The Galileo Question

  • Malabika Sarkar


Milton’s angels and the enigmatic figures Chaos and Night are characters within the epic narrative. They are the supporting cast for the dramatic confrontation between Adam and Eve and Satan. Galileo is not. Yet he is the only contemporary to be named in Paradise Lost. What compelled Milton to single out one individual for special mention in his epic is a question that has been much debated, and answers have been sought through an examination of Galileo’s achievements, contemporary reputation, and the persecution that he suffered. All three passages in the epic where the astronomer is directly mentioned refer to the telescope. For the seventeenth century, the telescope was one of the great inventions, enabling a precise examination of the cosmos while at the same time enhancing the mystery of the universe. Rolf Willach suggests that astronomical discoveries through the telescope in the seventeenth century “came in two big waves,” the first in 1610–11, with the discoveries of Galileo, Harriot, Scheiner, Fabricius, and others, and a second, more pronounced and of longer duration, associated with the discoveries of Schyrl de Rheita, Baptista Hodierna, and Christian Huygens.1 This second wave naturally aroused fresh interest in the initial telescopic discoveries of Galileo and Harriot.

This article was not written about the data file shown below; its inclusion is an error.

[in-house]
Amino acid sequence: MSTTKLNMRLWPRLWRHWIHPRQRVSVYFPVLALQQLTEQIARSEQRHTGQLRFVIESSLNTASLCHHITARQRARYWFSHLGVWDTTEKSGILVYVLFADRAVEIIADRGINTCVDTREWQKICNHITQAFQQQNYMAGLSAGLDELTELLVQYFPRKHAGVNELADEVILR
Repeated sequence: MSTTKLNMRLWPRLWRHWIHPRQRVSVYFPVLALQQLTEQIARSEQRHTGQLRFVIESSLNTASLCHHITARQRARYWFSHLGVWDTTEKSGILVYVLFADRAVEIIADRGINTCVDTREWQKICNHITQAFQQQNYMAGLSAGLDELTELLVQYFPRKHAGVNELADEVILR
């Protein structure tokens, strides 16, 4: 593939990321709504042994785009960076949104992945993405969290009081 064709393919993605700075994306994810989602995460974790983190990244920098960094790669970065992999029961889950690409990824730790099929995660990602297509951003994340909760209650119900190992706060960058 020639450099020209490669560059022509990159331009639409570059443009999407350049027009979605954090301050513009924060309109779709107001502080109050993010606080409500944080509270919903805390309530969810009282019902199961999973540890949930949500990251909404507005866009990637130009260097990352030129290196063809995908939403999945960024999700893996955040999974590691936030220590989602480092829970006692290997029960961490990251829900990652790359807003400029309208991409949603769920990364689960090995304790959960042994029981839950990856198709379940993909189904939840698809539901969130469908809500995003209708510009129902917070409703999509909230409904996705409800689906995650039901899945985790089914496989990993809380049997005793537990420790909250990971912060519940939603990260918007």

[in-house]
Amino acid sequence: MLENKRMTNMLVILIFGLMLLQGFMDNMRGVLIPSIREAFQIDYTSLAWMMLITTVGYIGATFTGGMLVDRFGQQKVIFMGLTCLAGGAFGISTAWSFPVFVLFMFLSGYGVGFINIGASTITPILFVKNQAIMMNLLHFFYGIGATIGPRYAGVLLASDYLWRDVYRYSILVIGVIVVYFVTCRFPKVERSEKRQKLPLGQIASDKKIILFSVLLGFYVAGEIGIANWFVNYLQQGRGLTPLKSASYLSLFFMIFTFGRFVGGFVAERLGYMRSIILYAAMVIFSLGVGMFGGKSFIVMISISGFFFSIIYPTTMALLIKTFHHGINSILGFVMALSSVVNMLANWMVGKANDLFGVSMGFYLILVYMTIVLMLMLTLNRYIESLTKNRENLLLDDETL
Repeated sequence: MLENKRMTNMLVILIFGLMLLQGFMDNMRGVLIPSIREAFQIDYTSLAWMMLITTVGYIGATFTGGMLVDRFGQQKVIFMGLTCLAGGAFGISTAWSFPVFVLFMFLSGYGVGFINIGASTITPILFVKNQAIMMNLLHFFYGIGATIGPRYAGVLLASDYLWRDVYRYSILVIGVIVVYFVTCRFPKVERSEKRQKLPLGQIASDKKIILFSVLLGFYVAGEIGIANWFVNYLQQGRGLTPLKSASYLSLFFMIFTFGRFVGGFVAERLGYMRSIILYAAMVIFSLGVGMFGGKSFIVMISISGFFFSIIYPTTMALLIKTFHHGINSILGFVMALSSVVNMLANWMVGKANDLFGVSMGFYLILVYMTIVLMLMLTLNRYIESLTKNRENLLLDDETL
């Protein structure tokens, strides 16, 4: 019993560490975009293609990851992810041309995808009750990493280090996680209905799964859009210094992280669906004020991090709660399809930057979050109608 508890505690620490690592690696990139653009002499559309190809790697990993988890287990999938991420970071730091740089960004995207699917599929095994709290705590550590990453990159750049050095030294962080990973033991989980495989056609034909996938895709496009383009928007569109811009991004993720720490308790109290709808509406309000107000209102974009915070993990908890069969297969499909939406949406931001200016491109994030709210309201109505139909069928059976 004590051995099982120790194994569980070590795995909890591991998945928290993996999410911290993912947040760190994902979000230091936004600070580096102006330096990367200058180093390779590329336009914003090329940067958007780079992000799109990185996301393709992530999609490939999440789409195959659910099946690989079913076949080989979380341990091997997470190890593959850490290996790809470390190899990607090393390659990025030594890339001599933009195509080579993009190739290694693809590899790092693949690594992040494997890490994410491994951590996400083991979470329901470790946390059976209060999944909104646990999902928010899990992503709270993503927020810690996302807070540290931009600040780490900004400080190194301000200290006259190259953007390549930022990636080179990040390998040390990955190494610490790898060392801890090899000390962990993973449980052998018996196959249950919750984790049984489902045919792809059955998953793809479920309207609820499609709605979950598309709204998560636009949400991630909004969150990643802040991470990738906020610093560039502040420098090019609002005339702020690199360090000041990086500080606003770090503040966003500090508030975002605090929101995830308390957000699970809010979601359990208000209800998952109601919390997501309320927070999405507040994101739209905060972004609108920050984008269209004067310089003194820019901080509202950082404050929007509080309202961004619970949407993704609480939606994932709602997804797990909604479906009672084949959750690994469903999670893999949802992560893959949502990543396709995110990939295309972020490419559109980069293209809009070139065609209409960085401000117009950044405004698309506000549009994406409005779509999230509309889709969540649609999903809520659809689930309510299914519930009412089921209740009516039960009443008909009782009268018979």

Seventeenth Century Visual Perspective Paradise Lost Lunar Image Copernican System 
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© Malabika Sarkar 2012

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  • Malabika Sarkar

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